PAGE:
Furthermore, back in 1951, Johns Hopkins University researchers had harvested the cells of Henrietta Lacks, an African American woman who was suffering from advanced cervical cancer. Lacks had given birth to her first child at fourteen, was descended from slaves and lived in a community still centred on the cultivation of tobacco. At 31, the mother of five was diagnosed with metastatic cervical cancer. In the hospital, doctors noticed that her cancer cells grew at a rapid rate; in culture they not only survived but continued their remarkable growth. These cells, which became known as the HeLa cell line, were distributed to researchers all over the world and were subsequently used in ground-breaking research, including the development of the polio vaccine.
Journalist Rebecca Skloot interviewed the Lacks family throughout the late 1990s and 2000s when she was conducting research for her book The Immortal Life of Henrietta Lacks. Most of the information about the experiments involving the HeLa family had been kept from Lacks’ descendants. Lacks’ daughter Deborah, who was two-years-old when her mother died, asked Skloot “if our mother cells did so much for medicine, how come her family can’t afford to see no doctors?”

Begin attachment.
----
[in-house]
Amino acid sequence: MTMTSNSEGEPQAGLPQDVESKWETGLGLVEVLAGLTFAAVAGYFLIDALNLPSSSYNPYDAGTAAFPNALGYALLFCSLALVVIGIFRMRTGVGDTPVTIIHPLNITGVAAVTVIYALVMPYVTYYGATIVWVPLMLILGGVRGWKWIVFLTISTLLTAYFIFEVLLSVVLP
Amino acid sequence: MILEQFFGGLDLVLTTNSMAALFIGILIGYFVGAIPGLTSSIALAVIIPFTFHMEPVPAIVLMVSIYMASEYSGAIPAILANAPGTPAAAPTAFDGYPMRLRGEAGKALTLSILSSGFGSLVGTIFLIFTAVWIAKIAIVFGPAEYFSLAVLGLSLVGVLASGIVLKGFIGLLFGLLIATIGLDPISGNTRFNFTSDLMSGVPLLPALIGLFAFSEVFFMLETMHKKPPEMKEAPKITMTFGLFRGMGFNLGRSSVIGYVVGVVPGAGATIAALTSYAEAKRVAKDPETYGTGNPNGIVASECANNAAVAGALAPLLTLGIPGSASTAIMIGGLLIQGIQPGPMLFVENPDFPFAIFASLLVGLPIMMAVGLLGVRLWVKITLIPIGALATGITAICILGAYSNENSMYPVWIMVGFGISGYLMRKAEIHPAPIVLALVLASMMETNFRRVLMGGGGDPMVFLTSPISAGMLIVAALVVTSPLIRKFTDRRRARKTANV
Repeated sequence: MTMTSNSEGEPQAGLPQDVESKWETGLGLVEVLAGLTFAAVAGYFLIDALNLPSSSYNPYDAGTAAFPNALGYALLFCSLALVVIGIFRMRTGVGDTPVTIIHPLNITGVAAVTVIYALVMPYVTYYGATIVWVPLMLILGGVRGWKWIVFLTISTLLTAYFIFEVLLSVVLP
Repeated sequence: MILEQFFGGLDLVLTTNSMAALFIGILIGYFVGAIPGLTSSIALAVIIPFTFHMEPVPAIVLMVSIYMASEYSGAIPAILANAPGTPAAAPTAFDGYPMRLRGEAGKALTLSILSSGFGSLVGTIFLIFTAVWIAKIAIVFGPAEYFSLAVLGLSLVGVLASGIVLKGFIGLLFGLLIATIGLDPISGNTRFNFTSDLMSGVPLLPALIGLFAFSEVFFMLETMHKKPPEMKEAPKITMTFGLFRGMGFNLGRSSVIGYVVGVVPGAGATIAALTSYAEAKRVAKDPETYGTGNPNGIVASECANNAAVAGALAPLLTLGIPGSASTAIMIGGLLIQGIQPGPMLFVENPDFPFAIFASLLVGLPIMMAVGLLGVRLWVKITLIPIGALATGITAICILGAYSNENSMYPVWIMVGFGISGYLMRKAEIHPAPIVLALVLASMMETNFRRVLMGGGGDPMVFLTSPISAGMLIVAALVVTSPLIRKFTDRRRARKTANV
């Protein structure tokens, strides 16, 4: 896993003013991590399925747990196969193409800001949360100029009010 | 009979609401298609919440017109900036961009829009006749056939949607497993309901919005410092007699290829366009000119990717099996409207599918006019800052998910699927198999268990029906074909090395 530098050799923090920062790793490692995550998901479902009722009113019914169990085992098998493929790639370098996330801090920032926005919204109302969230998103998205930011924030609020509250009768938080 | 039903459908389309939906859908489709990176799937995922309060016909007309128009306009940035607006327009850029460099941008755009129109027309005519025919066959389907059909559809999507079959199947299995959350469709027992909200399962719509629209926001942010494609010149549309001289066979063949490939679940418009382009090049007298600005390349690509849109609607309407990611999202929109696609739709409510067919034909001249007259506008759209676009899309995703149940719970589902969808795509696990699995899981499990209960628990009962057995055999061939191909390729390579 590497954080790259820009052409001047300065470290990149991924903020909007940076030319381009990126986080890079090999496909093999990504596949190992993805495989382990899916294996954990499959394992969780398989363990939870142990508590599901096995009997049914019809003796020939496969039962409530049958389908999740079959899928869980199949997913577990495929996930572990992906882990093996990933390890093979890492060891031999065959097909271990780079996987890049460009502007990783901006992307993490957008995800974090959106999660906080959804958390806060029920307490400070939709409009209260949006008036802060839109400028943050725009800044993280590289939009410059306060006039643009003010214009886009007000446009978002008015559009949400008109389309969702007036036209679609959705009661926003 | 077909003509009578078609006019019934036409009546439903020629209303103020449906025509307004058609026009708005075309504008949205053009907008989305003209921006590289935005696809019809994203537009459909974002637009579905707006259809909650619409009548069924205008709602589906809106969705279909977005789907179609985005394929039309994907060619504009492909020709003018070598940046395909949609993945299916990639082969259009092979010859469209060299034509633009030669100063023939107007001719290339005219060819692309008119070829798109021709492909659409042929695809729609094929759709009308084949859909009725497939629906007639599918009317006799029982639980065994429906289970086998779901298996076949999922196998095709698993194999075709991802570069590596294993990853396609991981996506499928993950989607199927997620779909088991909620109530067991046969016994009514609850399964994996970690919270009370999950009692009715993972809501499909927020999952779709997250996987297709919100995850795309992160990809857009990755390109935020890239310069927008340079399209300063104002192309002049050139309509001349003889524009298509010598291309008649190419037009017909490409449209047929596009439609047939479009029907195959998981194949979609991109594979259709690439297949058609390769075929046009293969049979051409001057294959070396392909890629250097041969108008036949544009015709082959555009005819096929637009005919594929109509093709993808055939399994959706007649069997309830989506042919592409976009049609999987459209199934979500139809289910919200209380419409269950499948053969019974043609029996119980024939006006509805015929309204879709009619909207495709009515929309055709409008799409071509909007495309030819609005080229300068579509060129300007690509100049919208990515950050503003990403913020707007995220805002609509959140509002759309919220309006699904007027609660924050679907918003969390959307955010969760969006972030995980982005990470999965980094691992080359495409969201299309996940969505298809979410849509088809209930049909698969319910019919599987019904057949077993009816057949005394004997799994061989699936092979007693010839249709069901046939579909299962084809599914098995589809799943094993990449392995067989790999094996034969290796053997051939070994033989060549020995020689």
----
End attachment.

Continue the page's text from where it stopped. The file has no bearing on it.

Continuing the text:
Thus, as the journalist Chip Jones states in his new book The Organ Thieves:
“[c]ontroversies and conflicts over stealing human remains under the cover of night and in the name of scientific progress have a long, violent history.”
The Organ Thieves chronicles the disturbing circumstances of the first heart transplant in the American south. Bruce Tucker was a 54-year-old African American who worked in an egg processing plant in Richmond, Virginia. After a regular day of work in May 1968, he was sharing a bottle of wine with friends when he toppled backwards off a low wall and hit his head. After being conveyed to hospital, he was pronounced dead and his heart and kidneys were removed without the consent or knowledge of his family. It fell to his brother, who was tipped off that there was something awry in the conduct of staff at the Virginia Medical College (VMC), to track down Bruce’s body and seek legal reparation.